[T]here was one surprising rule that the children wanted that their parents mentioned far less often: Don’t post anything about me on social media without asking me. As in, no pictures of them asleep in the back of the car. No posts about their frustration with their homework. That victory picture after the soccer game? Maybe. The frustrated rant about the fight you just had over laundry? No way.It's not surprising to me. I've been saying this on the blog for at least 10 years. It's something parents don't want to hear, so I guess every time they hear it it comes as a big surprise.
Many, if not most, new parents post images of their newborn online within an hour of birth, and some parents create social media accounts for the children themselves....Denial and resistance will blot out this report. People want to believe that what they do with their children they do out of love. But even where you feel love, you should not act out in a way that appropriates another person's autonomy. Think of other things love makes us want to do and that we know we cannot do without permission.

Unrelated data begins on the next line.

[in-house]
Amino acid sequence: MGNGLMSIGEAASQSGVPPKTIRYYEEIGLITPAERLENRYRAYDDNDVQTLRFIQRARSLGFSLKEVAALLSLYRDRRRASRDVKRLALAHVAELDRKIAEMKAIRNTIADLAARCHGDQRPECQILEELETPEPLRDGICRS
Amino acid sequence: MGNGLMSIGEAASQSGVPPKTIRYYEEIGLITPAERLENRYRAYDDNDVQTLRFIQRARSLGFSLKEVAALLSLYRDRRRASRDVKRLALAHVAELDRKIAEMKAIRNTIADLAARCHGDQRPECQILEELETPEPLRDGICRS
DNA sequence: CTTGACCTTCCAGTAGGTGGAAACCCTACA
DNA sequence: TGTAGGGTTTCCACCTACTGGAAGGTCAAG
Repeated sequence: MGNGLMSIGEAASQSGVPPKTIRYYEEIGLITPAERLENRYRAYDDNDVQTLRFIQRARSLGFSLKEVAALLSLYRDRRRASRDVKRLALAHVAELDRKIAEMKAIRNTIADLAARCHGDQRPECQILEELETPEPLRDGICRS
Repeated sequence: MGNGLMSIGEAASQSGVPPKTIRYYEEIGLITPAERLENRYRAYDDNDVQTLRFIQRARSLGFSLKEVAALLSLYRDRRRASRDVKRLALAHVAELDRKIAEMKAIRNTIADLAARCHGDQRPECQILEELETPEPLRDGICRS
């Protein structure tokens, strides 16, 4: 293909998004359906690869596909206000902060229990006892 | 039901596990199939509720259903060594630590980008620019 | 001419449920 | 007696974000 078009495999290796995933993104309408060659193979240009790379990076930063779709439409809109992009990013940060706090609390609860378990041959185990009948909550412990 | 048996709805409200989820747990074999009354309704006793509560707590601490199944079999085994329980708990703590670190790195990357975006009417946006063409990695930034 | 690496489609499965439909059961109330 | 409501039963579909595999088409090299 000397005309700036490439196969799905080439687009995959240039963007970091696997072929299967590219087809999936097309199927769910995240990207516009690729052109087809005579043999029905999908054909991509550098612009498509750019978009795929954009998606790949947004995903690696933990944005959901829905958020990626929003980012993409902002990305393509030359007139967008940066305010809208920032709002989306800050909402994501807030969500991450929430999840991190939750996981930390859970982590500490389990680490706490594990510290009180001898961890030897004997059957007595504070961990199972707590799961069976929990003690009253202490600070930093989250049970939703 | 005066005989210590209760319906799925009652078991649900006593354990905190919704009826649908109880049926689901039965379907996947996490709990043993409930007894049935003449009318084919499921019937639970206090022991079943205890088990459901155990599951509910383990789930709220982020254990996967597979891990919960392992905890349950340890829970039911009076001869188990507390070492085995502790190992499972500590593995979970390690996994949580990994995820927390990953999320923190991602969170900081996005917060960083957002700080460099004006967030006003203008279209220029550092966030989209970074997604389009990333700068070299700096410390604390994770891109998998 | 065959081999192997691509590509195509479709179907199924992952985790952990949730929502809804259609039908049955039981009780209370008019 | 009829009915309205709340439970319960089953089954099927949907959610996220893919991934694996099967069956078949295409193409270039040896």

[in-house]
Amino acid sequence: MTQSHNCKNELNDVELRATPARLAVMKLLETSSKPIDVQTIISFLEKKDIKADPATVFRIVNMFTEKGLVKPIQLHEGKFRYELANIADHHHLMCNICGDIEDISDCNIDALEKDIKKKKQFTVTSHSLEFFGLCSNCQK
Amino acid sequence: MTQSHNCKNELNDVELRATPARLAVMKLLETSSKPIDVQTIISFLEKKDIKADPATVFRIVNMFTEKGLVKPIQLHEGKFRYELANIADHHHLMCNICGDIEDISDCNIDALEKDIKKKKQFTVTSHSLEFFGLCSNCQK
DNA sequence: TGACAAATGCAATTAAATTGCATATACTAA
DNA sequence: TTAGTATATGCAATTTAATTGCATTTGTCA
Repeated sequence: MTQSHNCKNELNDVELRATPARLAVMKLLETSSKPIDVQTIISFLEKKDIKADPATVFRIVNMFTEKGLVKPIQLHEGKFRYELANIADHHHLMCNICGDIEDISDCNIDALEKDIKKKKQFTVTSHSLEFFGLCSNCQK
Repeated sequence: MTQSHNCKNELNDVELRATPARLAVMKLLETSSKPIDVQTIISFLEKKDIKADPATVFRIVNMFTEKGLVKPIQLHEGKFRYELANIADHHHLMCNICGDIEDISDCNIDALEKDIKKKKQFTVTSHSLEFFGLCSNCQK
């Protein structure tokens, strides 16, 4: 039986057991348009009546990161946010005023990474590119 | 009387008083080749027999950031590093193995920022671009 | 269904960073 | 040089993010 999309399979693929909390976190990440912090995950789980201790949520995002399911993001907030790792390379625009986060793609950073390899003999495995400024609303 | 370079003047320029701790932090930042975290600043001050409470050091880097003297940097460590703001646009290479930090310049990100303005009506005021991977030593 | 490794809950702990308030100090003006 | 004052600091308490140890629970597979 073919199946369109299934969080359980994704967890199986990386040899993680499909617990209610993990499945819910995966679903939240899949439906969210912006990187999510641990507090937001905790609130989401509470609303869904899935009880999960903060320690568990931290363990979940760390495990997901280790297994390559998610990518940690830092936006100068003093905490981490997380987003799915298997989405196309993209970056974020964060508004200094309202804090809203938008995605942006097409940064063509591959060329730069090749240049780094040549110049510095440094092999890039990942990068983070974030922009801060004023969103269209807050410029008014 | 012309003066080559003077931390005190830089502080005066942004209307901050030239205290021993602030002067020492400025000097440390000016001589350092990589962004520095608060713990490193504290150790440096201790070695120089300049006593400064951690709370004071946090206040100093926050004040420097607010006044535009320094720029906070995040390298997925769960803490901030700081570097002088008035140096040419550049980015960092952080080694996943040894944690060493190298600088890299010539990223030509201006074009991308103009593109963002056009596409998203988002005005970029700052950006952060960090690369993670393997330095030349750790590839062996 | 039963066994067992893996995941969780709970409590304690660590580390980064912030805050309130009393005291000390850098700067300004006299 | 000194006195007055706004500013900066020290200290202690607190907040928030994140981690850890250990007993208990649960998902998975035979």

With the first babies of Facebook (which started in 2004) not yet in their teens and the stylish kids of Instagram (which started in 2010) barely in elementary school, families are just beginning to explore the question of how children feel about the digital record of their earliest years. But as this study, although small, suggests, it’s increasingly clear that our children will grow into teenagers and adults who want to control their digital identities.